LAFAYETTE, La. – Wednesday afternoon, the Pensacola Ice Flyers announced a player signing I never thought I would hear: the signing of former Knoxville Ice Bears defenseman Jason Price to their roster.
Price, as some of our readers are long familiar, was indefinitely suspended by the SPHL after an incident on March 11th, 2017, where Price fired a puck into the Havoc bench late in the third period of a 6-2 Ice Bears loss at the Von Braun Center. The puck struck Havoc trainer Jason Lopez in the head, resulting in a serious injury and causing hearing loss for Lopez.
Before the start of the 2017-18 season, Price petitioned the SPHL for reinstatement and was denied – meaning Price was ineligible to play for the entirety of the season.
According to SPHL Commissioner Doug Price, Jason Price and the Ice Bears reapplied for reinstatement in September of 2018 to the SPHL executive committee. Unlike the previous season, Price’s application was approved with one condition – Price was unable to sign with any team until the team was at least five games into their regular season. Price would then be considered a free-agent and free to sign with any SPHL team.
Now that Jason Price is back in the league with the Ice Flyers, how – and is it even possible – for the defenseman to rehabilitate himself in the eyes of the fans and players? The signing sparked plenty of outrage on social media from fans across the league, including his new city of Pensacola. Undoubtedly, the gravity of Jason Price’s actions on March 11th, 2017 leads many to believe Price should never play in the SPHL again and I completely understand those feelings.
Prior to Jason Price’s contemptible action in Huntsville almost two years ago, he appeared in 501 games over ten seasons without any previous disciplinary action. By firing that puck into the Havoc bench, Price tarnished – perhaps permanently – an otherwise exemplary professional career.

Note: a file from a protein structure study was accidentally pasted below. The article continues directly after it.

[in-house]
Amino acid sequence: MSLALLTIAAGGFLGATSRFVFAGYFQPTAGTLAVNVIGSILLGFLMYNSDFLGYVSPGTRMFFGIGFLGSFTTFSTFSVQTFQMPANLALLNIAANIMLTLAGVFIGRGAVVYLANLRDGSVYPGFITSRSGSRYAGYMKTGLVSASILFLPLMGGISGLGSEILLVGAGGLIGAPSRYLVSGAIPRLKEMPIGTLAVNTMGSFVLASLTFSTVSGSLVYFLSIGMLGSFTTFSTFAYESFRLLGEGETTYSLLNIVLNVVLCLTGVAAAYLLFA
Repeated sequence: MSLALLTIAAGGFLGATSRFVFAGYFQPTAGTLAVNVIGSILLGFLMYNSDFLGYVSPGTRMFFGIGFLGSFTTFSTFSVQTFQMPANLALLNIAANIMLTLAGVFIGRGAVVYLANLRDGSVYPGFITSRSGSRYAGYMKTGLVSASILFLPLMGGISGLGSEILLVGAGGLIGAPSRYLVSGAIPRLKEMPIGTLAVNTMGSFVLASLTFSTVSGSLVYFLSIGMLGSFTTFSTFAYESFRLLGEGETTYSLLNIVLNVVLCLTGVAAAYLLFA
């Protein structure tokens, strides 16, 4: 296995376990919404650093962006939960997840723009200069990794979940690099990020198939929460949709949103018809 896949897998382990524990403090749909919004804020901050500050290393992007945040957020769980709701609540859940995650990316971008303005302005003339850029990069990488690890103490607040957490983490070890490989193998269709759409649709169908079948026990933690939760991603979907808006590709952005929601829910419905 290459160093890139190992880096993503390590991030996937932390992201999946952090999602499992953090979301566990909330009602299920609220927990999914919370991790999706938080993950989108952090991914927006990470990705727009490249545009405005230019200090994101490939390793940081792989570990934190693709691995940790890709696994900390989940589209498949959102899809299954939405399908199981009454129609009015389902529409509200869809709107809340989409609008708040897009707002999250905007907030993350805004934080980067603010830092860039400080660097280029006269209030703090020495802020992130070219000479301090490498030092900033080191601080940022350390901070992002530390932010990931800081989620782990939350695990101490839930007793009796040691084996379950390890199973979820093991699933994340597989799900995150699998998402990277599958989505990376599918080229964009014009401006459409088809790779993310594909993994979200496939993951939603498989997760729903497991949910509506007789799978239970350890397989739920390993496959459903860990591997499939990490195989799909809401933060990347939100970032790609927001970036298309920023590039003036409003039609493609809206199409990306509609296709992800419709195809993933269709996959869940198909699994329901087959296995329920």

I needed some perspective, so I had to consider a player who also had to rehab his career – Birmingham Bulls captain Craig Simchuk – as an example. On December 19, 2015, Simchuk’s second year in the league, he – at the time with the Columbus Cottonmouths – ran Peoria Rivermen goaltender Kyle Rank into the goal post. The impact resulted in a serious concussion for Rank – an injury which would eventually end his career after the season.
Note: Rank has occasionally been an emergency back-up goalie for the Ice Flyers, but has never seen game action.
Simchuk was disciplined by the league with a 28-game suspension after the hit on Rank before returning to the team in March 2016 and finishing up the 2015-16 season with the Cottonmouths. Simchuk would lead the Cottonmouths to the playoffs in 2017 before signing with the Bulls after Columbus folded after the 2016-17 season. Simchuk was named the captain of the Bulls for their inaugural season and serves in the role presently.
If there is ever a case for the rehabilitation of a player who tarnished his image based on a serious incident, I present Simchuk as an example. Since the return from his suspension, Simchuk has been a model player in the league – a guy who’s hard-nosed and plays the game the right way. Simchuk has been a leader in the Bulls’ locker room, a role model on and off the ice, and is on pace for the best season in his SPHL tenure.
So how does Price rehabilitate his career?
First, Jason Price should issue a public apology to Lopez, the Havoc, and the SPHL fans for his actions. We hockey people are a forgiving group of people and a demonstration of sincere, heartfelt remorse would be an appropriate gesture.
Second, Price is going to have to account for his actions where it really matters – on the ice. March 2nd is the next scheduled game between the Ice Flyers and the Havoc. Price is going to have to face a hostile crowd in the Von Braun Center, and if the Havoc demand their rightful pound of flesh, Price is going to have to answer the call.
Finally, Price will have to be a model player for the rest of his career. The league is sure to have a zero-tolerance policy on Price for the remainder of this season. There is no excuse for Price’s actions two years ago – he screwed up in a massive way. Although Price was a leader and a model player prior to March 11th, 2017, any misstep could – and should – result in his permanent removal from the league.
Like Craig Simchuk, Jason Price has been granted a second chance to play professional hockey. Simchuk made the most of his opportunity and has become an excellent example of redemption in the SPHL. Hopefully, Price makes the most of his. I wish him nothing but the best.
Note: The Sin Bin reached out to both the Pensacola Ice Flyers and Huntsville Havoc in writing this piece, without comment.